Giardia intestinalis, sometimes referred to as G. intestinalis, is a living thing that lives in, or on, another living organism (a parasite). It can infect your bowels and cause giardiasis.
Giardiasis is an infection of your bowels (a gastroenteritis infection). G. intestinalis is a protozoan parasite. A protozoan is a microscopic, single-celled organism.
How do you get giardia?
An infected individual will pass out the giardia in their stools (faeces). If water, food or drinks are contaminated by the infected faeces, giardia can be passed on to others. Transmission is often via contaminated drinking water containing the parasite. Giardia are not killed by standard chlorination of drinking water. If there are deficiencies in water filtration, or if there is sewage contamination of water, giardial infection can be transmitted.
You may also become infected through direct contact with someone who has giardia. This is known as faecal-oral transmission of the infection. For example, the infected person may have the parasite on their hands after going to the toilet. When you come into contact with that person, they can pass the parasite on to your hands. The parasite can then enter through your mouth and infect your intestines. This means of transmission of infection is particularly common in young children. Spread within families in this way is also common.
Sexual activity involving contact with another person's back passage (anus) is another way of acquiring giardial infection. It can also be caught by a person swimming in contaminated water (for example, in lakes or rivers).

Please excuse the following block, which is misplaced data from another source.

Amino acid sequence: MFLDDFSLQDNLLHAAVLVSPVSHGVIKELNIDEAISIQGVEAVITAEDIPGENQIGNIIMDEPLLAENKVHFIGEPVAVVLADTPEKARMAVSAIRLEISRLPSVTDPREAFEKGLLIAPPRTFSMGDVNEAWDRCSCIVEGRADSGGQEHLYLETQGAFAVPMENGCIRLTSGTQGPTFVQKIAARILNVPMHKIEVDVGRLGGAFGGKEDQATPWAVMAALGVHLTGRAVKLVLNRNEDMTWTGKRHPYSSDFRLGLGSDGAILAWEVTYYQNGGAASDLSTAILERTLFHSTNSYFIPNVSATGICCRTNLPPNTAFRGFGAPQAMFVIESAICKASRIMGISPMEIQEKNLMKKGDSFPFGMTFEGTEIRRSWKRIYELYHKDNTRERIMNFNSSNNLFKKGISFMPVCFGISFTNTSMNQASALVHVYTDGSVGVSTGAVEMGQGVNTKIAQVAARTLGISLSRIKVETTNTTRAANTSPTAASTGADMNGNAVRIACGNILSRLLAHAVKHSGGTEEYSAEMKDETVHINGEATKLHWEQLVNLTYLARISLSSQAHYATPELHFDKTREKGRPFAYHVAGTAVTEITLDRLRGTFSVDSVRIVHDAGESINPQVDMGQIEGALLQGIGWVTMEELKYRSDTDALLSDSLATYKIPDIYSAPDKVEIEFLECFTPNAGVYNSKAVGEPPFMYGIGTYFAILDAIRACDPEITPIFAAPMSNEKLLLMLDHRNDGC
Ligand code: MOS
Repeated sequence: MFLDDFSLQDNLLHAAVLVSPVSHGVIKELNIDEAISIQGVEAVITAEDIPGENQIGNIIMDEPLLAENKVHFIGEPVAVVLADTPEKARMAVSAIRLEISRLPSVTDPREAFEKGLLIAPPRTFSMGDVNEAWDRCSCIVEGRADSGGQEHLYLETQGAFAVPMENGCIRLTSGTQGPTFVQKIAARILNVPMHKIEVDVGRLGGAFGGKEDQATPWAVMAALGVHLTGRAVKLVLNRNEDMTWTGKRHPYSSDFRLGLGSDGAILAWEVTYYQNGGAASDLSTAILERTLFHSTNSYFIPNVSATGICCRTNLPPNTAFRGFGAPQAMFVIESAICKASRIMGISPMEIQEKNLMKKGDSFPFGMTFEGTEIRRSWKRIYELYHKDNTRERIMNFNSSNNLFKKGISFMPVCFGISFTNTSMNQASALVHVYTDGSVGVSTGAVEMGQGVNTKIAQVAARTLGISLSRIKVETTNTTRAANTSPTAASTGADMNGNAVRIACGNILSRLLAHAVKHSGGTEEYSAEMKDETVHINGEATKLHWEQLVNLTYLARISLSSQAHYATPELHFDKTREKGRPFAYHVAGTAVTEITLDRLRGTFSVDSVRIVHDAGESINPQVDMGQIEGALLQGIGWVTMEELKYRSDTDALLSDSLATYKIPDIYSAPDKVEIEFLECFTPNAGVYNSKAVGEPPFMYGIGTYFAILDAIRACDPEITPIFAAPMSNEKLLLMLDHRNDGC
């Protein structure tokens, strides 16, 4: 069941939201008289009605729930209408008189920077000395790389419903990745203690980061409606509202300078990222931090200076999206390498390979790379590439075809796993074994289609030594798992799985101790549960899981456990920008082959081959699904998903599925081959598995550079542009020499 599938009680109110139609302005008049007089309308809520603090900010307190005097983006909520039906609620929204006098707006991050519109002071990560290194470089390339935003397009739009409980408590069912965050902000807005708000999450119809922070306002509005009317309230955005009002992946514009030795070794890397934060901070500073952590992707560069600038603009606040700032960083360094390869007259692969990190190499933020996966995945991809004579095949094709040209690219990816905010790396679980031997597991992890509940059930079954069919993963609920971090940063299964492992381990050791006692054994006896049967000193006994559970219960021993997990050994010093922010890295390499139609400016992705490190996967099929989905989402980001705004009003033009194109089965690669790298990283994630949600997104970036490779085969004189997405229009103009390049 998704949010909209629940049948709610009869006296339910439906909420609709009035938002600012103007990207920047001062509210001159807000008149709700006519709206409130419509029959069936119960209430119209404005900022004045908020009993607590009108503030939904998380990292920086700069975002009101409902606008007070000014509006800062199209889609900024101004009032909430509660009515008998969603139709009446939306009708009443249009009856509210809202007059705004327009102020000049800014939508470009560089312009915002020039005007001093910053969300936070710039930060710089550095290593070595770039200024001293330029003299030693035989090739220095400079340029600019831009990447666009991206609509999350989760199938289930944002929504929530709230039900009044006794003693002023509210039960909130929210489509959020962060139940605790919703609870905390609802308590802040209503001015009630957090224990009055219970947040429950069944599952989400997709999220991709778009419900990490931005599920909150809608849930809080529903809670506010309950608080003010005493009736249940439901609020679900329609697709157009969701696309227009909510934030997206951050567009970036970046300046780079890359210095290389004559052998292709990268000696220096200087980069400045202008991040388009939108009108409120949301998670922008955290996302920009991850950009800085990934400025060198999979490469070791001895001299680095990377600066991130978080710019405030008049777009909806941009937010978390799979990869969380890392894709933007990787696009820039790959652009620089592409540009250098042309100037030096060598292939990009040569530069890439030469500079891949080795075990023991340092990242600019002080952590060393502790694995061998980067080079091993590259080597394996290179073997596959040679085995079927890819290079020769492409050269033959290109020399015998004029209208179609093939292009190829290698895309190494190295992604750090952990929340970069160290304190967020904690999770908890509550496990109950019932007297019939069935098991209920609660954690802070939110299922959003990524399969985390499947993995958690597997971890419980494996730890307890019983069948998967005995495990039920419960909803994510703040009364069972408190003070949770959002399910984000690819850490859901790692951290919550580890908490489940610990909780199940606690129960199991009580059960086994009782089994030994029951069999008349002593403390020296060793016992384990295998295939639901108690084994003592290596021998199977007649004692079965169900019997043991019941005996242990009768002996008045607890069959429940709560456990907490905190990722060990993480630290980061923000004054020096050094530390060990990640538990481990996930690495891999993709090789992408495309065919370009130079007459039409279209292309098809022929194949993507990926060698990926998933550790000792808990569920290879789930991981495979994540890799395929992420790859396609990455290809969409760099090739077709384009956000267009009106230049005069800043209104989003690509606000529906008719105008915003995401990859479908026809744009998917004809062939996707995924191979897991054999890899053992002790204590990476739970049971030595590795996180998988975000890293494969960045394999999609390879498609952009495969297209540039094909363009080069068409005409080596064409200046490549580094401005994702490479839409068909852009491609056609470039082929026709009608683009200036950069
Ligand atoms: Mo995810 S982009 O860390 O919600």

How common is giardia and who gets it?
Giardial infection is a common cause of infective diarrhoea throughout the world. As a living thing that lives in, or on, another living organism (a parasite), it is very commonly found in countries where sanitation is poor. However, it can also be found in the developed world and outbreaks have occurred in day centres and institutions.
It is the most common gut (intestinal) parasite infection in the UK. In 2017, 4,793 cases of giardia were reported in England and Wales. Those most at risk of infection include travellers to areas where giardia is common (countries with poor sanitation), young children, men who have sex with men, and people with weakened immune systems for whatever reason.
It is estimated that, in the developing world, around 1 in 5 young children have giardial infection.
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What are the symptoms of giardia?
In many people, there are no symptoms following infection with giardia and the infection is usually cleared by the immune system. If symptoms do occur, they can come on one to two weeks after first contact with the giardia. Symptoms of giardial infection can vary from person to person but can generally be divided into sudden-onset (acute) and persistent (chronic) diarrhoea symptoms.
Acute diarrhoea symptoms
Acute diarrhoea is the most common presentation of giardial infection. There is a sudden onset of diarrhoea which can be explosive and watery. It is not bloody and does not contain mucus. You may also experience crampy tummy (abdominal) pain and bloating and you may pass lots of wind. Symptoms usually settle down after some days but diarrhoea can continue for more than a week. Being sick (vomiting) and high temperature (fever) are uncommon.
Chronic diarrhoea symptoms